I first heard about the Whitney Awards four years ago, but that year I did not read all the finalists like I have done in the years since then. I particularly avoided the Speculative category because it would have required reading The Way of Kings by Brandon Sanderson, and I just could not imagine myself reading a thousand-page-long high fantasy novel. Then, this year, the follow-up to that novel, Words of Radiance was picked as a finalist for both a Whitney Award and the Association for Mormon Letters novel award. After years of avoiding Sanderson’s work, I decided it was finally time to dive in.  A few weeks ago I went to the library, grabbed a copy of Words of Radiance, and furtively checked it out—even though it’s hard to be sneaky when you are carrying around a book that has a thousand pages and weighs several pounds. I brought the book home and stared at it for about a week before reluctantly cracking the cover. Although I’ve long been an avid reader, I’ve also secretly looked down a bit on people who read epic fantasy. I worried that my decision to start reading Sanderson would be the first step on a slippery slope that would end with me making my own chain mail. Thankfully, I have been proven wrong and I now repent of my previous snobbishness. Continue reading

The Sun

Our life of late has been a rush and swirl of light, in varying degrees.

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Hospital visits, a child with a  broken leg, twin birthdays, baptisms only a week away, a friend juggling new babies in arms, a new niece about to be born, my mother in the ER, mercies, disappointments, sunsets that stop me in my tracks, and love riding carefully against harsh words – unseen, maybe even unknown.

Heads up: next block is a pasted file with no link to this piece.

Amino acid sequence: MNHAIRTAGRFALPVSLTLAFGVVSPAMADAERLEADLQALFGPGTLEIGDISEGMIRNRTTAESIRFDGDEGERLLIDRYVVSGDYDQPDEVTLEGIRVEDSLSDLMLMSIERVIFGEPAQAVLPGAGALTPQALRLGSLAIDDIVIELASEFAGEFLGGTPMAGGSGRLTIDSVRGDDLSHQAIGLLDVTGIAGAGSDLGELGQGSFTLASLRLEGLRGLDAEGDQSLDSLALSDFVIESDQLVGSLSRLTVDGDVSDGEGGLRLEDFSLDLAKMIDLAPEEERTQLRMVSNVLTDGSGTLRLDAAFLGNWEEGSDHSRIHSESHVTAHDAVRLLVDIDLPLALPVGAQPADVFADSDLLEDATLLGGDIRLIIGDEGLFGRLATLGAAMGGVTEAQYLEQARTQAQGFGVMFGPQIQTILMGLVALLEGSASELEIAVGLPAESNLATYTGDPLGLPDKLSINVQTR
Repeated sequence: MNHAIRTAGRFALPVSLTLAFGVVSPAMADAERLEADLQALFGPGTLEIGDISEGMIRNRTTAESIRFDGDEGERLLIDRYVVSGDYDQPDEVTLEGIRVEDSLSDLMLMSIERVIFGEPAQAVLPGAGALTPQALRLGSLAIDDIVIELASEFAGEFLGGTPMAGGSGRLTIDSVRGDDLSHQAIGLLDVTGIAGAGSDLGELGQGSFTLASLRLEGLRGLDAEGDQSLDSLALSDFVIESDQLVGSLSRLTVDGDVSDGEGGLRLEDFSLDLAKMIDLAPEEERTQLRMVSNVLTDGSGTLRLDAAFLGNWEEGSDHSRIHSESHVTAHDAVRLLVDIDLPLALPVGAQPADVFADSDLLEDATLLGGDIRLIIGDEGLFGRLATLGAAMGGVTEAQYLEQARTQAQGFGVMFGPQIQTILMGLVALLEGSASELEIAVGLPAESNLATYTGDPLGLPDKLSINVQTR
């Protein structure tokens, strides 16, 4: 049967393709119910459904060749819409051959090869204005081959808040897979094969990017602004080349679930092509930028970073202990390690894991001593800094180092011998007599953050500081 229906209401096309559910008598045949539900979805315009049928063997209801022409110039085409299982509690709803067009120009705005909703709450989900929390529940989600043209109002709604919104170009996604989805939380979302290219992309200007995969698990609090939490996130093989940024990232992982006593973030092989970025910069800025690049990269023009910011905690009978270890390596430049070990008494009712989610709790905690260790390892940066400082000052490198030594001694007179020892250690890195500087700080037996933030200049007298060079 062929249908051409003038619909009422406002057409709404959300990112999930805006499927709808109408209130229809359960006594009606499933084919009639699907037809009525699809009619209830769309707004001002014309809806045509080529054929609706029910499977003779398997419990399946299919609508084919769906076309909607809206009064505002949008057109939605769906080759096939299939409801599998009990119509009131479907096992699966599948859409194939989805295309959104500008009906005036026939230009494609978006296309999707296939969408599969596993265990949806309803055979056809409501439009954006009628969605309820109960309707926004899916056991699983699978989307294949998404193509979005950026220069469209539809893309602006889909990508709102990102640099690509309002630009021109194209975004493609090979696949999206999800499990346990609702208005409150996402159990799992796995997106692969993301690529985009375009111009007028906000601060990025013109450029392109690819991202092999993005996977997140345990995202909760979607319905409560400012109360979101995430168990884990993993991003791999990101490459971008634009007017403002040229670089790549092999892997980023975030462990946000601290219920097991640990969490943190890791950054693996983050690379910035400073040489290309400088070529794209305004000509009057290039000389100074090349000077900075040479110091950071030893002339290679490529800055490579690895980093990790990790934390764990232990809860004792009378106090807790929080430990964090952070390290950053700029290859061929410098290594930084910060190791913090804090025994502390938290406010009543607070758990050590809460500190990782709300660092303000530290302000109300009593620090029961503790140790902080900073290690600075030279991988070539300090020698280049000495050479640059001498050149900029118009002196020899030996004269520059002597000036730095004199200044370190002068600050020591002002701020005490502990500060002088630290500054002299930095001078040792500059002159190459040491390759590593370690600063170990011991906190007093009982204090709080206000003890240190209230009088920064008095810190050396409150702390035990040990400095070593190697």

I could write about each of these, for paragraphs and more. Continue reading

Taking a Leap of Faith

Seven years ago, I sat in a small office, surrounded by several smart, supportive faculty members who were serving on my dissertation committee. I had just (successfully) passed my dissertation defense, and thankfully, the revisions they wanted me to make were minor.

But one of the women had a question. “Where do you see yourself in five years?”

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I was quiet for a moment. The truth was, I had worked hard to get here–but I had an almost-two-year-old son and I was pregnant (though I hadn’t announced this yet) with my second child, a daughter. In five years, I saw myself teaching part-time and otherwise staying home with my children. But this wasn’t an answer I could easily give to this woman in particular, who was pregnant with her first, and who would continue to work full-time while she raised her. And it wasn’t the answer the committee expected, these wonderful people who had invested so much time in me and my potential career.

To be honest, I don’t remember exactly how I answered. But I do remember that paralyzing moment, and the doubt it spawned.

Was I doing the right thing? My husband and I had prayed about it, and while finishing a PhD was right for me, continuing into a tenure track position immediately was not. The real question was not: where did I see myself? But, where did God see me?

Continue reading